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November 02, 2009 - Image 5

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The Michigan Daily, 2009-11-02

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The Michigan Daily - michigandaily.com

Monday, November 2, 2009 - 5A

Fuck Buttons
get sporty

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y SHARON JACOBS would be no way of knowing
DailyArts Writer that Andrew Hung and Benja-
min John Power are behind the
just in: Ratatat and Ani- curtain. Effortless song transi-
ollective had a baby, and tions make for an uninterrupted
named it Fuck Buttons. rush of sound that powers Tarot
such a Sport through its tracks, from
ker, the the fluttery early-morning open-
h indie- *7NN er "Surf Solar" to the pulsating
pop finale of "Flight of the Feathered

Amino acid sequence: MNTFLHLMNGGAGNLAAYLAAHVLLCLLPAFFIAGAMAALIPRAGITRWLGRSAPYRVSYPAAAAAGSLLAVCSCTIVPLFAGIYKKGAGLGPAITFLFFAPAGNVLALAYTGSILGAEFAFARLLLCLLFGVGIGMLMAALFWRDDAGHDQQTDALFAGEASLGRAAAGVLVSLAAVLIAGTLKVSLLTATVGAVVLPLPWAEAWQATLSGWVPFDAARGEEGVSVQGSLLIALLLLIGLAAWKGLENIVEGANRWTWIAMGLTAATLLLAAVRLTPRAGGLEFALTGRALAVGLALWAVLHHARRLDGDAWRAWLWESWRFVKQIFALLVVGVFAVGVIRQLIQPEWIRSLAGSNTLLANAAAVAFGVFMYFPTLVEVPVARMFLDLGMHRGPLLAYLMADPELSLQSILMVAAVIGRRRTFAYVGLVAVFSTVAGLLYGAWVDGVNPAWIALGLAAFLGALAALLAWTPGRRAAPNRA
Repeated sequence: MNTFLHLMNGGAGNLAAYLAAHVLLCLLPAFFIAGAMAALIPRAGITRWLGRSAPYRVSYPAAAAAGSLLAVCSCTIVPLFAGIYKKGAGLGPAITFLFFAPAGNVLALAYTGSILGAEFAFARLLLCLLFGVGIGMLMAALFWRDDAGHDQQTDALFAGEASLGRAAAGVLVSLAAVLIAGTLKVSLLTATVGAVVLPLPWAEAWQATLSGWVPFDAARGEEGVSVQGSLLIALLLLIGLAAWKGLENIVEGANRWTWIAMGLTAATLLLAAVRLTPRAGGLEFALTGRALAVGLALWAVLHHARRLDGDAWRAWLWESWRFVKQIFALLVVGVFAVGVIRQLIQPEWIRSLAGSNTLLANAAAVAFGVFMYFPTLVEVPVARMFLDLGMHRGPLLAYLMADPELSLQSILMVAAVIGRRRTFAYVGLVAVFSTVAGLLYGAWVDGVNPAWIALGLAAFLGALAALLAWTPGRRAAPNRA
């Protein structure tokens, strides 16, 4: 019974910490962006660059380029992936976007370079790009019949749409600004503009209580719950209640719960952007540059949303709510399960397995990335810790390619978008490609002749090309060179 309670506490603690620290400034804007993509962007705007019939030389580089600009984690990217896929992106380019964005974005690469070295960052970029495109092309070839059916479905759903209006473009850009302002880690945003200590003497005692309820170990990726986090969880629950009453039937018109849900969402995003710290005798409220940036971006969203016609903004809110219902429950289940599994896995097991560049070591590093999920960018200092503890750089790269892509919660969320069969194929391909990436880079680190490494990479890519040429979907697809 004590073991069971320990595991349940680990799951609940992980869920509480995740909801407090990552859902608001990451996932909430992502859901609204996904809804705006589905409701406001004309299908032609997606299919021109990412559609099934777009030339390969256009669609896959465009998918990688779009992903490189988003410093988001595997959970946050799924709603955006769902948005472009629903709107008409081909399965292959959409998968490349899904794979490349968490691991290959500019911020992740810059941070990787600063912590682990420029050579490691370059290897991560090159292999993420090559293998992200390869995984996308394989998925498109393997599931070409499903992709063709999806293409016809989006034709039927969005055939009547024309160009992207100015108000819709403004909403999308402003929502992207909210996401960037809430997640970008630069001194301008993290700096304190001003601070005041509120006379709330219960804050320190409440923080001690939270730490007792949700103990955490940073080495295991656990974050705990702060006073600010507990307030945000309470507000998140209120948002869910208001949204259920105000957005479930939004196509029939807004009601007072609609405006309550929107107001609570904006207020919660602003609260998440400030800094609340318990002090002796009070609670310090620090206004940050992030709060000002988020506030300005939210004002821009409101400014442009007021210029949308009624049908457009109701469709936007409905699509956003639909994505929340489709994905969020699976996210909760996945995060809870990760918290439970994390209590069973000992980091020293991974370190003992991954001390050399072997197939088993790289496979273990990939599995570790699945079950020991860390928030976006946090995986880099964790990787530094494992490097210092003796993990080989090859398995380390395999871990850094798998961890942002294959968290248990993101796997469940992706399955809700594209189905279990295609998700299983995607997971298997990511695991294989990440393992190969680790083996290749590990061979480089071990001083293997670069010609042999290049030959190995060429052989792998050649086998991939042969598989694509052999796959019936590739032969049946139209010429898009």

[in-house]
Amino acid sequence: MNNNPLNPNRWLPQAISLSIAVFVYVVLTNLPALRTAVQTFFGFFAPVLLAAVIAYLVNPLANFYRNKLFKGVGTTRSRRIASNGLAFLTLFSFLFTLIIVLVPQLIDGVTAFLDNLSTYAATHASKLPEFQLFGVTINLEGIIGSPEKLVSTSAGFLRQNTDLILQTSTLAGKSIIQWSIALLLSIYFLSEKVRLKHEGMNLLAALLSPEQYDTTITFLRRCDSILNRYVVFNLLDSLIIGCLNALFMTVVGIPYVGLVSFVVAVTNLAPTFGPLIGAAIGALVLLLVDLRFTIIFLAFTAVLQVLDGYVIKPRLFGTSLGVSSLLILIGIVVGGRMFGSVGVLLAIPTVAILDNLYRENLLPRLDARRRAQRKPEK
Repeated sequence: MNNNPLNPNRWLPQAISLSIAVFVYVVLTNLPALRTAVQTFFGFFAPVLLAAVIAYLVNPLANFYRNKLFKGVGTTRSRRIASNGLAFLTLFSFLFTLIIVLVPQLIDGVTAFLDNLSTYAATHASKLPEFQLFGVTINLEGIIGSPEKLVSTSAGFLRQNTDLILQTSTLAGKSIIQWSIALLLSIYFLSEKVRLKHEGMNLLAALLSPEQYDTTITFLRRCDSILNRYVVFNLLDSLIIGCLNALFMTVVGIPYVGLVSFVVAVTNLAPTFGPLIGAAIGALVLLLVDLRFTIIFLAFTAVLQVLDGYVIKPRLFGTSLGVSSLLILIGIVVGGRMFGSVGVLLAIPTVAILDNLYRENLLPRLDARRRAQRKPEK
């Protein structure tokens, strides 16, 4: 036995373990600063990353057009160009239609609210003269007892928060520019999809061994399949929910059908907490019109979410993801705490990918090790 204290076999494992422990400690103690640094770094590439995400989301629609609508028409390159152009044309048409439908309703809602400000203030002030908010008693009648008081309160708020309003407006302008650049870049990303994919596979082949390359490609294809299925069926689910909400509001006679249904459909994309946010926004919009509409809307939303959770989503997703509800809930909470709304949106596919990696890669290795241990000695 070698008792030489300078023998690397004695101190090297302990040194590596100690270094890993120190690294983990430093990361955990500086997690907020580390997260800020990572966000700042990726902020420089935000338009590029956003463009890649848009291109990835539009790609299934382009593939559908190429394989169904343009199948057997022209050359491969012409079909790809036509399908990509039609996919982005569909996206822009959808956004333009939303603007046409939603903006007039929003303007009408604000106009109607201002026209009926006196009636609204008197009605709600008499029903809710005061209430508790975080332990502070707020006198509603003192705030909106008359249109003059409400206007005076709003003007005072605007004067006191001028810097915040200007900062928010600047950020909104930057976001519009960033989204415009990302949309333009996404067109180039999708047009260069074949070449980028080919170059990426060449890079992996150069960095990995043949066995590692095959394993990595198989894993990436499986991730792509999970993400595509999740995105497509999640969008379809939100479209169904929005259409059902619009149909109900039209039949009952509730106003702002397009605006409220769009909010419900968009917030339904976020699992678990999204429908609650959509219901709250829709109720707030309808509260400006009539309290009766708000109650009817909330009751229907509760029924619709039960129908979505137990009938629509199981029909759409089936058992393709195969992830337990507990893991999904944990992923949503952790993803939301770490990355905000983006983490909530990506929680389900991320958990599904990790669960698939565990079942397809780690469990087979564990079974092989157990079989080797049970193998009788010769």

seems Fuck Buttons Serpent."
id to Tarot Sport Despite its apparent lack of
ieadlong ATP a human touch, Tarot Sport is
contro- anything but artificial. Expres-
and has sive without being "moody," it
y doomed itself in terms of explores positive emotion from
tream media acceptance. all angles. "Surf Solar" radiates
, the Fuck Buttons' sound sunny-day exuberance with its
'risingly likeable and inof- shimmering glitches. Coolly
e. Ripe with harmonic calm, "The Lisbon Maru" exudes
e and emotional twists militaristic pride, supported by
rns, Tarot Sport marks a a strong drumbeat that slowly
ure from the Fuck But- becomes more complex.
sore grating debut, Street Even the downright bizarre
ing. It's a warm, inviting "Phantom Limb" has a posi-
-around fun listen. tive vibe - it sounds like a sci-fi
ugh there's no formal robot takeover at first, but about
ction, Fuck Buttons take three minutes, in the bundles
neaky structural progres- of noise suddenly peel off and a
rom fellow electronic duo simple "huh huh huh" (the clos-
t and are well-versed in est to "lyrics" that Tarot Sport
chly textured sound of provides) proves there is still
i Collective. The typical humanity in this postmodern